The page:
Secrets of a Newlywed: Who's At the Center of Your Marriage?

This is the next post in Secrets of a Newlywed, a series where I and a handful of other bloggers open up and share some of the lessons, insights and understandings—the little secrets—that have strengthened our marriages. (To read through all the posts in this series, click here.)

Today, I am happy to share this guest post from Rachel Parker: Who's at the Center of Your Marriage?

I didn’t grow up caring about weddings or even wanting to get married, so the hubbub around getting engaged was something I didn’t quite understand until my three year relationship turned into a four-month engagement. Suddenly there were all of these lists that needed to be checked and ten versions of the color white. And the more I thought about a wedding, the more I felt like Carrie Bradshaw planning her wedding to Mr. Big—too much focus on the wedding and not enough on the marriage.

So we ended up eloping over a long weekend tucked between writing essays for graduate school and tutoring students on their writing. Instead of a lavish ceremony, our wedding was a small moment of looking forward and seeing a future filled with happiness and love and hope—a deliberate pause to celebrate the things we saw and still see for our future together.

Even though we had a long relationship before getting married, we soon found out that marriage itself can be hard and complicated. This isn’t to say that marriage isn’t filled with happy moments, but marriage is not a bridge to immediate happiness. You don’t cross the threshold and immediately become the happiest version of yourself for the rest of your life.

Or at least that didn’t happen for us. The happiness of our wedding day gave way to the tensions of graduate school for me and the boredom of a customer service job for my husband, and rather than taking advantage of the few hours we had together each week we would argue about nothing or get annoyed with each other because we were so used to being apart. Focusing so much on our separate lives meant, well, that we were living separate lives.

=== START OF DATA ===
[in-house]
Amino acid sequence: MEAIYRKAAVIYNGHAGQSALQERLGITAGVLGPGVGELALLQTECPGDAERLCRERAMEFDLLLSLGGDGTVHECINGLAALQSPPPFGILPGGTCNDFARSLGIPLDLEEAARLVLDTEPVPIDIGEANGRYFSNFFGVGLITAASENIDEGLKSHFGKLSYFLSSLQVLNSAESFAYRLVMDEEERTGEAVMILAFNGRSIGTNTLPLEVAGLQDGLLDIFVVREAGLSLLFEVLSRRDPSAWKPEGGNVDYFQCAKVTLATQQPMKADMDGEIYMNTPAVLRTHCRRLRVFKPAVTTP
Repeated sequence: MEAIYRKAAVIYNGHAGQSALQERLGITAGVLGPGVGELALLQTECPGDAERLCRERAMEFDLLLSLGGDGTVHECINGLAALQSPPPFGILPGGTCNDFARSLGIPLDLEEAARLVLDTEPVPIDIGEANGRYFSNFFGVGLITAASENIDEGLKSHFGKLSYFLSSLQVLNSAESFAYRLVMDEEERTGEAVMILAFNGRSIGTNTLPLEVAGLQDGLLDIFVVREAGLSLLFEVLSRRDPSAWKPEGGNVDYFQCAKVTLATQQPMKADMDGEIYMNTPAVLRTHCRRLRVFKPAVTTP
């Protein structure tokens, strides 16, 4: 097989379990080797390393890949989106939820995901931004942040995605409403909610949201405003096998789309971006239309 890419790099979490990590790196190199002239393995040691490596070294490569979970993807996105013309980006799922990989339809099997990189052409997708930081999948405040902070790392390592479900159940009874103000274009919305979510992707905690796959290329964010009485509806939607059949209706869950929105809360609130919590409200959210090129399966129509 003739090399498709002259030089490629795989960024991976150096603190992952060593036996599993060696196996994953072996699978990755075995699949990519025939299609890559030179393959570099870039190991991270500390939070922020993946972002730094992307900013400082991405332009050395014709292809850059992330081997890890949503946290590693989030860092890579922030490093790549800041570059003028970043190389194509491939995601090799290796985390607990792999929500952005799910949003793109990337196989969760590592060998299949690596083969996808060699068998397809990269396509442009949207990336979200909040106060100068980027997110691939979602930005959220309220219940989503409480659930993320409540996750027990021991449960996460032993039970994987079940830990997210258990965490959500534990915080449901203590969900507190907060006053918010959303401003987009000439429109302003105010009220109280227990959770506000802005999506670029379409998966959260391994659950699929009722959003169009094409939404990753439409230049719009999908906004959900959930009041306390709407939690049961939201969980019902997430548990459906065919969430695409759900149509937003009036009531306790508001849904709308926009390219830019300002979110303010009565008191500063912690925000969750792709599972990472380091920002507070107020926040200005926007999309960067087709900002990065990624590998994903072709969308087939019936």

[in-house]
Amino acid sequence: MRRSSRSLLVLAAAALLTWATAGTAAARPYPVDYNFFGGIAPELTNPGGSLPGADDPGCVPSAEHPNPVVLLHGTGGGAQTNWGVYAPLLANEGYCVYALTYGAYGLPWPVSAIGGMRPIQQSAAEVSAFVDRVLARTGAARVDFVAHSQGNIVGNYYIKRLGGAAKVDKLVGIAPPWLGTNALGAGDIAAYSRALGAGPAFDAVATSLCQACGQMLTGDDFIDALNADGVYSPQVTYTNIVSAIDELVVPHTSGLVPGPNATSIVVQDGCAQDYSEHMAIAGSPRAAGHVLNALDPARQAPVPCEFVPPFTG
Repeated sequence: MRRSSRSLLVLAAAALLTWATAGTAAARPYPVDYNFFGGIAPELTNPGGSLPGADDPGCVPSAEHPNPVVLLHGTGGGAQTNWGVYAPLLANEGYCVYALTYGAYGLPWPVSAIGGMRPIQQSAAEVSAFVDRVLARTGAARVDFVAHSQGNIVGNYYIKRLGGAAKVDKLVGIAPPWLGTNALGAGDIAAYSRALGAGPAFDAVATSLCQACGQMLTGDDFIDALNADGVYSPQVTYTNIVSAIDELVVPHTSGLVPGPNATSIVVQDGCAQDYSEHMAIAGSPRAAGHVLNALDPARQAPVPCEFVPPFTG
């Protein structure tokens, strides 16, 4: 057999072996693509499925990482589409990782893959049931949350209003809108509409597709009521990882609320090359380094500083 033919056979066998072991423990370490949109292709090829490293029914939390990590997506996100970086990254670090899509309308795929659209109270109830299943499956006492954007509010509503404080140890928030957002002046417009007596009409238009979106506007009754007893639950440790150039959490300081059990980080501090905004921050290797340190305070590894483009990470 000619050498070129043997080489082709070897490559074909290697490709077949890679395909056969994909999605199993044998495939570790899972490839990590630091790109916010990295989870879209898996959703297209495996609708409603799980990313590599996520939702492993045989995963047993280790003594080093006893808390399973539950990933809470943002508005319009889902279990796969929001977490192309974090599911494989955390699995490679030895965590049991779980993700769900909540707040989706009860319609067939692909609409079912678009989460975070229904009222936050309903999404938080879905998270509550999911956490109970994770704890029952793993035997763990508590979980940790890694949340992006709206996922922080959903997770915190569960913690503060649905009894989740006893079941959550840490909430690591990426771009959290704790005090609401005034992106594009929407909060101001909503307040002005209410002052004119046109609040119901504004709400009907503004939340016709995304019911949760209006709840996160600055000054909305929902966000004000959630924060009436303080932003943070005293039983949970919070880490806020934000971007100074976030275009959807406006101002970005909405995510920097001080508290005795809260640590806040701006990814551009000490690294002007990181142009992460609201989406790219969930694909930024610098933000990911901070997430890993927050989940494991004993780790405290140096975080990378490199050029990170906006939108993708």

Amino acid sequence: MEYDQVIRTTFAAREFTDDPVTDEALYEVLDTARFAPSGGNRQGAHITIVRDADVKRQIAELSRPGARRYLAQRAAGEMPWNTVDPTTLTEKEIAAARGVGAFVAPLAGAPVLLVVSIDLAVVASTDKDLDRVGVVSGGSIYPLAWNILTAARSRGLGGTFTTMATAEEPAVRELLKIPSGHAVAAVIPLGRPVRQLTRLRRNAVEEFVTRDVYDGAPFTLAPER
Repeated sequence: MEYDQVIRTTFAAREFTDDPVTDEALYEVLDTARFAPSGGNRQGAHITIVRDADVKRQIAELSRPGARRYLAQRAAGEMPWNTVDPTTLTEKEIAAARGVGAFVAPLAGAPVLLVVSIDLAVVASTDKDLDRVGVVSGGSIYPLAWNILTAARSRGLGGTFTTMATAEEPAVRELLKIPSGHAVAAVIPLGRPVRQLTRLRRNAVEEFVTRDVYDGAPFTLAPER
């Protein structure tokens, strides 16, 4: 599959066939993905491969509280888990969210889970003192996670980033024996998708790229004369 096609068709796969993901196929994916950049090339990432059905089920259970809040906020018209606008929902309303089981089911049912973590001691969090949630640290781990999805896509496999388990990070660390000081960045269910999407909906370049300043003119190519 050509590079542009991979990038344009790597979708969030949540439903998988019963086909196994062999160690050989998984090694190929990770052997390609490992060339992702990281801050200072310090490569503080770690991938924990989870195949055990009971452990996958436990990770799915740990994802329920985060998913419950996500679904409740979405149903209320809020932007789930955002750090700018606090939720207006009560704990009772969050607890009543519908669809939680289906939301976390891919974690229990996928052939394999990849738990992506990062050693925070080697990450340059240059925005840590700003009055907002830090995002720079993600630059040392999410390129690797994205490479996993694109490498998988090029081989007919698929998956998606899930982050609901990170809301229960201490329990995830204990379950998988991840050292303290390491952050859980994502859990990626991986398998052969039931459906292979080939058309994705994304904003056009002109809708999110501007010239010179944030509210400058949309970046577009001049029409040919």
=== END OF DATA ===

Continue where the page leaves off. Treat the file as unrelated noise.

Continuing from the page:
After a year of frustration, we began questioning what was happening in our relationship. And then we both realized we were doing this marriage thing all wrong.

We built our marriage on the idea that being married would lead to personal happiness, but that foundation was shaky, uneven, and breaking already under the stress of daily life. We wanted God to be the center of our marriage, but we were leading lives centered on personal pride and strung together by rings.

Recognizing the level our pride had reached was enough to open up a conversation about how to create a stronger marriage that would glorify God rather than disappoint Him. We began reading and talking about examples of marriage—models from the Bible and from our lives that we want to someday be like. We created a family mission statement that articulates the qualities that are important to us and the vision we have for our family. We began to make an effort to spend more time together, to concentrate less on school and work, and to work harder to see each other through God’s eyes rather than our own flawed, judgmental eyes.

This is the point where I say everything is perfect now, right? It isn’t. We wrestle with the same problems now as we did early in our relationship precisely because these problems are just symptoms of the larger issue: our pride. But we’re wrestling that pride now, not just living with it.

What we’ve learned, I guess, is that when you make room for God in your marriage and treat it with the respect and the love God demands then the struggle is not only worth it, but impossible to walk away from. Because you’re fighting for someone more important than yourself.

Rachel Parker recently graduated with a MA in English. She currently lives with her husband of two years in a college town in North Carolina and spends her free time writing about food and life at Eat and Write.

If you are interested in sharing a lesson from your own marriage, please get in touch for details about guest-posting in this series!

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  1. Thanks so much for giving me the opportunity to write about this, Carmen!

  2. @ Rachel - Thank YOU for writing it for the series. I am so glad you did and appreciate that you were willing to share it with all of us!

  3. loved reading this. especially that last paragraph. this is something my husband and i are really working on right now - making sure we're keeping God at the center of our marriage. because as life starts to get more and more hectic, it's so easy lose focus.

    thanks for the post. :)


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